Journal of gastroenterology and hepatology

Dysfunction of liver regeneration in aged liver after partial hepatectomy.

PMID 25682855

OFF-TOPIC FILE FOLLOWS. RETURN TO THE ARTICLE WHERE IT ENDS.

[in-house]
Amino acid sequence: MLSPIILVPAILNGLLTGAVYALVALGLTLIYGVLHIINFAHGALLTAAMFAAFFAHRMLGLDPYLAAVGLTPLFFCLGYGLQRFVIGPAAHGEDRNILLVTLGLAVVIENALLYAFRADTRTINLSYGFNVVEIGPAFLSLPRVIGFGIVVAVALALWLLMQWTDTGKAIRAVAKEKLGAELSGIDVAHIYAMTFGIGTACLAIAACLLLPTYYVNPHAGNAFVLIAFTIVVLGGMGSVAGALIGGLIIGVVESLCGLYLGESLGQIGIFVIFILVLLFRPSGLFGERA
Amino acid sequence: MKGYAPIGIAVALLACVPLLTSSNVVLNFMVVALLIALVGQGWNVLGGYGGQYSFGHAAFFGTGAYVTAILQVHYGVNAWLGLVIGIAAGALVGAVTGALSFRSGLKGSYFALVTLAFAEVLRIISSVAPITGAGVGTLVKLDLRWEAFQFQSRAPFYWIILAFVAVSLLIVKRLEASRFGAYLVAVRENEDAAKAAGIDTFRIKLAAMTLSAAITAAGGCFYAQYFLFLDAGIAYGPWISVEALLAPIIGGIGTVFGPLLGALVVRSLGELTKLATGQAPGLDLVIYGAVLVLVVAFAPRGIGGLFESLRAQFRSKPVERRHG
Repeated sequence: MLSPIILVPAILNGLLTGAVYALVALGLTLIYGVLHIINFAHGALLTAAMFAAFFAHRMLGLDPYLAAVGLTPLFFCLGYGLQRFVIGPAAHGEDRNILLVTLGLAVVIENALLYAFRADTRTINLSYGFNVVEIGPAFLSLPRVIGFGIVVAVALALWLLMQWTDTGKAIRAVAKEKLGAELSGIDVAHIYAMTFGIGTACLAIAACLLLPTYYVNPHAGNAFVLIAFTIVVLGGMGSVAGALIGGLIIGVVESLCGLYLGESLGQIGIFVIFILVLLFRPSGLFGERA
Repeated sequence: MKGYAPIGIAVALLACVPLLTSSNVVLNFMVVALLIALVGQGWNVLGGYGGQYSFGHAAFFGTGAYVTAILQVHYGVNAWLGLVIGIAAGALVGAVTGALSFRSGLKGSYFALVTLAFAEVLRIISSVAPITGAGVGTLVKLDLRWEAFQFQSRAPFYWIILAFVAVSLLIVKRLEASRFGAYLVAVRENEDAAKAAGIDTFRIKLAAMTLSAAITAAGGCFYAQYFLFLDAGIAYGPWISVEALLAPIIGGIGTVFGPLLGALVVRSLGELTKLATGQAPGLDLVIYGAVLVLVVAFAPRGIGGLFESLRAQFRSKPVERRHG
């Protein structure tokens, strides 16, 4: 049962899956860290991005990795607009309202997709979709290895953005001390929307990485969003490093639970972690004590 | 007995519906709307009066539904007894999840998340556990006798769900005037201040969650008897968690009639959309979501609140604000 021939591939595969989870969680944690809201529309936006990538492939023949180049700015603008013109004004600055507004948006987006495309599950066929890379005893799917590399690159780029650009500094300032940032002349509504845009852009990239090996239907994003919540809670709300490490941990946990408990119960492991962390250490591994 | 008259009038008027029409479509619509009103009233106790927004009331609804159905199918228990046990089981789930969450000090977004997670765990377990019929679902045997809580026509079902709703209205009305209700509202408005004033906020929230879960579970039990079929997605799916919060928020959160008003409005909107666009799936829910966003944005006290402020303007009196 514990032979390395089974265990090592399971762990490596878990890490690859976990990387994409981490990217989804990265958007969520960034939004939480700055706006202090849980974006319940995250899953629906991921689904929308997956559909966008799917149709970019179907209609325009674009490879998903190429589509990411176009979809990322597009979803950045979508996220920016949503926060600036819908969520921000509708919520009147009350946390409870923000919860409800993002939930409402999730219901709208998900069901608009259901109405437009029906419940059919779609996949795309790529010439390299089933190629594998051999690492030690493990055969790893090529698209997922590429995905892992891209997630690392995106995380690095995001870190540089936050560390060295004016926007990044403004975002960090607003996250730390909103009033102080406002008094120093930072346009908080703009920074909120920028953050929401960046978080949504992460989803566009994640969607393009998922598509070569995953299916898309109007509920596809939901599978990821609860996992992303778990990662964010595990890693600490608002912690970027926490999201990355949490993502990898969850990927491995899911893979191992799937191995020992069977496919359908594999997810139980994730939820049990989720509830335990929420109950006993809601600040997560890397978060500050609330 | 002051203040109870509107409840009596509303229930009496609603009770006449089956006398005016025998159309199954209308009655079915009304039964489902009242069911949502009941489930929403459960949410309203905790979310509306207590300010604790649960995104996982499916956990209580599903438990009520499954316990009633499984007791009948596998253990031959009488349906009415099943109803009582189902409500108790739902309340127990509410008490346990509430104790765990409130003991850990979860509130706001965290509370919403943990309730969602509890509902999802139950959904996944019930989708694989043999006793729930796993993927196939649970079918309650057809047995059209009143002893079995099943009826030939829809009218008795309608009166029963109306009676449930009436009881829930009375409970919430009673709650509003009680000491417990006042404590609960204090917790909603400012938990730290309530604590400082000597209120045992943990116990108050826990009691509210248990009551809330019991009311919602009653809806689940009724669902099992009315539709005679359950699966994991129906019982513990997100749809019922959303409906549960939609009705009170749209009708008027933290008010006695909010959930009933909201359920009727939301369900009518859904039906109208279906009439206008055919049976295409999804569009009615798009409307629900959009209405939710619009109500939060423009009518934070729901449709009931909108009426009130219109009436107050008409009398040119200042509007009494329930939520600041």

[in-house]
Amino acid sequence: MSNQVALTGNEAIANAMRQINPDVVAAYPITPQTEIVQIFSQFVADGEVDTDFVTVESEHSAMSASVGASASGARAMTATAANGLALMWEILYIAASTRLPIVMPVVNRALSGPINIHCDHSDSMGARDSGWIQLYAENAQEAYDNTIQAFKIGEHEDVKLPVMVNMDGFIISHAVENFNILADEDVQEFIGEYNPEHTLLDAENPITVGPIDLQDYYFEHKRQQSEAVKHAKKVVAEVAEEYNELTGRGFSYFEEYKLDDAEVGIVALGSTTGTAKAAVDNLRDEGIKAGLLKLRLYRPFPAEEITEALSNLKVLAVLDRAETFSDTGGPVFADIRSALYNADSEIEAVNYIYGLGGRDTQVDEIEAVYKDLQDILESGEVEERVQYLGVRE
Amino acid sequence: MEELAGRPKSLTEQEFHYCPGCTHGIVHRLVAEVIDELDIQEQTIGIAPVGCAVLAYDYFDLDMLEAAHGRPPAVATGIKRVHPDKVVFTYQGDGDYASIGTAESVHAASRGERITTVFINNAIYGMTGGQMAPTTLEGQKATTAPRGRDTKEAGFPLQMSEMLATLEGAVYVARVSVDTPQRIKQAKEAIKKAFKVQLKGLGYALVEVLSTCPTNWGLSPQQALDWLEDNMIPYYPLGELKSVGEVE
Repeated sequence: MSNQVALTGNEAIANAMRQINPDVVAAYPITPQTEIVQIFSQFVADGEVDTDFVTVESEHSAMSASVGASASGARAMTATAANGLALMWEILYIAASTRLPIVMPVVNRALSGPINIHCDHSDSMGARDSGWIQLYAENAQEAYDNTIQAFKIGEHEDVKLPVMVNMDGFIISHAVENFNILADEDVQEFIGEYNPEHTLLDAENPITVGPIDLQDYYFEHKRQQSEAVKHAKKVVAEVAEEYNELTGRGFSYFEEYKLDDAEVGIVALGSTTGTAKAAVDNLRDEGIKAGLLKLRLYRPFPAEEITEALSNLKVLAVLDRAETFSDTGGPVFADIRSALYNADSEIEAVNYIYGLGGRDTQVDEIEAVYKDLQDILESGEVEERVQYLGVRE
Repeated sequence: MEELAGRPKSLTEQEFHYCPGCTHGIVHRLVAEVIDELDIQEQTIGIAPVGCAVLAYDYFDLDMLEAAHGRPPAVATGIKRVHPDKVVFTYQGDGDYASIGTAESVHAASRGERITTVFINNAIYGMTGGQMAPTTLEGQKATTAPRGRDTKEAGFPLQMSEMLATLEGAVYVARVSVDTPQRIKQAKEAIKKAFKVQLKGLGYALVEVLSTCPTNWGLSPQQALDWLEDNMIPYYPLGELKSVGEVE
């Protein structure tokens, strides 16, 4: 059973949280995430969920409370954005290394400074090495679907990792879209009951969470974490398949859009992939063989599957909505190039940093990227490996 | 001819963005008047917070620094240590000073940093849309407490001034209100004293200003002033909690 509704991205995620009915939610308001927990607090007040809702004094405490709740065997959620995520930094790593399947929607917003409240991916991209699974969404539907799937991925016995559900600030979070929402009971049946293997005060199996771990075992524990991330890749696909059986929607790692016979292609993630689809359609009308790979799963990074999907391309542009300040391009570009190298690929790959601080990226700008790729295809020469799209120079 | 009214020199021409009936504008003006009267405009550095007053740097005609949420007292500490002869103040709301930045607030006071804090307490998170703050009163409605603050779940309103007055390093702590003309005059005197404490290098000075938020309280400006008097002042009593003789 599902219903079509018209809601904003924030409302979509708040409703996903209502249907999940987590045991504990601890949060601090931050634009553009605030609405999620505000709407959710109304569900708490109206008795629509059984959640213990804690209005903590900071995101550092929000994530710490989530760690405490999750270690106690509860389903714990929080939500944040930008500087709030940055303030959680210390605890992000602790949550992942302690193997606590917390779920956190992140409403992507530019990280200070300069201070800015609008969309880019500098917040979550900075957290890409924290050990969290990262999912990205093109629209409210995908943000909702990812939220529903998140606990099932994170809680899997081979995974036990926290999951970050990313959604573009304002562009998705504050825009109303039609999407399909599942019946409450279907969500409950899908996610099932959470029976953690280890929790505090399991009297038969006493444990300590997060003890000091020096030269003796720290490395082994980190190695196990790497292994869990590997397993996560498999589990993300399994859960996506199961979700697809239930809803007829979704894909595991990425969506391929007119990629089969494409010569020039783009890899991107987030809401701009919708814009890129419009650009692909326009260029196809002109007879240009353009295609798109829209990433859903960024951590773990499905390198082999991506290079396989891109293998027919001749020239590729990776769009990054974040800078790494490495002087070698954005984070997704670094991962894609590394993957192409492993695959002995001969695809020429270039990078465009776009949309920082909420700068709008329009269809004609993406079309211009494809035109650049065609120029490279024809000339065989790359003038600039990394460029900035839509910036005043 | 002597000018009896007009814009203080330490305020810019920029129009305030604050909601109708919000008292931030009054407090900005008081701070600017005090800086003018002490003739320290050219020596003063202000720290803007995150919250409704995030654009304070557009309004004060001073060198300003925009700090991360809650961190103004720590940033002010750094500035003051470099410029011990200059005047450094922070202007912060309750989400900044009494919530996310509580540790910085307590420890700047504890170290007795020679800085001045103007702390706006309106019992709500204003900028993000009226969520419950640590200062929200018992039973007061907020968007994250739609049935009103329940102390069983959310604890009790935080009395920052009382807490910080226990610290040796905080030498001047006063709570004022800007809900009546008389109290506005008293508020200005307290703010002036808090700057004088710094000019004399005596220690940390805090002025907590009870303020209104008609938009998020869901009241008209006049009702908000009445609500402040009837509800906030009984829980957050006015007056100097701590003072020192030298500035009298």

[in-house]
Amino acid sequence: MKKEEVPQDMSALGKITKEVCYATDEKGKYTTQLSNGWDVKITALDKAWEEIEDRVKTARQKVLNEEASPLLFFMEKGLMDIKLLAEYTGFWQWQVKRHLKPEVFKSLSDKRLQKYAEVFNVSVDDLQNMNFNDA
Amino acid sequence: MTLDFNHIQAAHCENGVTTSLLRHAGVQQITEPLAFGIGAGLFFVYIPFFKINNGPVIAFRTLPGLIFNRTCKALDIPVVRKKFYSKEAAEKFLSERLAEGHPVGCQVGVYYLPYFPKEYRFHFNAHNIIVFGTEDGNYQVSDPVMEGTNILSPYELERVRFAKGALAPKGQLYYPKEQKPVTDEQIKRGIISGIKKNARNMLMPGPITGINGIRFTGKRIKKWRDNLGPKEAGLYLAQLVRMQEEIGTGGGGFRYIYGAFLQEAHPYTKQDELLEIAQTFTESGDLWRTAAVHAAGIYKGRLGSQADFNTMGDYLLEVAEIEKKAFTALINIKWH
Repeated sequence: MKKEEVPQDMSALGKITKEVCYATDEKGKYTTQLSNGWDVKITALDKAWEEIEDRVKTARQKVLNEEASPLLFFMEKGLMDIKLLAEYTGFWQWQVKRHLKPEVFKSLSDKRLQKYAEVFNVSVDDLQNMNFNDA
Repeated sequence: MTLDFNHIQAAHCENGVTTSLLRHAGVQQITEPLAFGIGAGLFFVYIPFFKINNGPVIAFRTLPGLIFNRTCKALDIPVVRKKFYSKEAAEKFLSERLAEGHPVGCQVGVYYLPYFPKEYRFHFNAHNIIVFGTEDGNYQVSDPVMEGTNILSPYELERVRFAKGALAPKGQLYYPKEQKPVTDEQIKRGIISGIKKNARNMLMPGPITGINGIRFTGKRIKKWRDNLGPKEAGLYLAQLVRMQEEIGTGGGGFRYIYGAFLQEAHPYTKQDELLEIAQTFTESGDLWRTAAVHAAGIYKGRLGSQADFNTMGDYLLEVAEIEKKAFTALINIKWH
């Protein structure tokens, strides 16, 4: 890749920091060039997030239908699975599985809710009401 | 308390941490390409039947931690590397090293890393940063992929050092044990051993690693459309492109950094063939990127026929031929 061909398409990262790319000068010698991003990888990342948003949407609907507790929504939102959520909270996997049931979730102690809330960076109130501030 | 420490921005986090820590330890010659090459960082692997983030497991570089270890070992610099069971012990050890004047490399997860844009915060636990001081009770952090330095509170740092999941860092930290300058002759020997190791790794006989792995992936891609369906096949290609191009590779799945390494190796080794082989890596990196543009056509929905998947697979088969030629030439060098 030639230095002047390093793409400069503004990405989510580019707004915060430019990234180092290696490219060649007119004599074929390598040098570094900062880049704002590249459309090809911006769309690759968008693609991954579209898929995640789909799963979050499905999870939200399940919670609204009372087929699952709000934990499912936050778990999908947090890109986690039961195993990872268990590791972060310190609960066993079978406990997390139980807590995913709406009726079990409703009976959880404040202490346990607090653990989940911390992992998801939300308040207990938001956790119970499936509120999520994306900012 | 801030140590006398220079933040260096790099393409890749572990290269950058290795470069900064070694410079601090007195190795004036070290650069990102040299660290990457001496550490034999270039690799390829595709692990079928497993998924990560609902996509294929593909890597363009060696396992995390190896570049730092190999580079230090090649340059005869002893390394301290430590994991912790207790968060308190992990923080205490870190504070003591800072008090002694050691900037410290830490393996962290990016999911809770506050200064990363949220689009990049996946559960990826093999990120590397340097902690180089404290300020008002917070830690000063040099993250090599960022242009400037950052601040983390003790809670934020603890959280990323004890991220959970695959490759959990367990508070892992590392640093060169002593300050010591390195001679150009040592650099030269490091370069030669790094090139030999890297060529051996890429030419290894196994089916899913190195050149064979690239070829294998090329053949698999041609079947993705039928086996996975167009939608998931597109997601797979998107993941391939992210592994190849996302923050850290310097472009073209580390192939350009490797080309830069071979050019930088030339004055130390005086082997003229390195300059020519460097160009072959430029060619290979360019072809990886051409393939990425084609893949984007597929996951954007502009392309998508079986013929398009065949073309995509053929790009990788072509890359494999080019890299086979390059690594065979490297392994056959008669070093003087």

A remarkable feature of the liver is its regenerative capacity following partial hepatectomy. However, the regenerative capacity of many organs and tissues loses its natural ability to divide with aging. In this study, we investigated the association of aging with endoplasmic reticulum stress, the cell cycle, autophagy, and apoptosis-related genes during liver regeneration after hepatectomy. Balb/c 4-week and 40-week-old male mice were subjected to 70% hepatectomy. Animals were sacrificed at 24, 48, and 72 h after hepatectomy. Immunohistochemical stainings for proliferating cell nuclear antigen, LC3, Atg5, and caspase-3 were used to quantify protein expression. Real-time reverse transcription-polymerase chain reaction was used to detect p16, CHOP, LC3, Atg5, hepatocyte growth factor, cMet, cyclin D1, cyclin A2, and caspase-3 expression. After hepatectomy, old group showed a lower survival rate and significantly lower expression of hepatocyte growth factor, cMet, cyclin D1, cyclin A2, proliferating cell nuclear antigen labeling index, and SMP30 compared with young group. The liver weight/body weight ratio was significantly lower at 48 h and 72 h after hepatectomy and was accompanied by markedly elevated levels of the liver cell injury markers, LC3 and caspase-3. Immunohistochemical results showed that LC3, Atg5, and caspase-3 protein expression were higher in old group than in young group. These results revealed that impaired liver regeneration was due to aging, which was expressed by decreased cell cycle and increased autophagy and apoptosis. Therefore, understanding the molecular basis for aged liver regeneration might provide a new therapeutic option for old patients.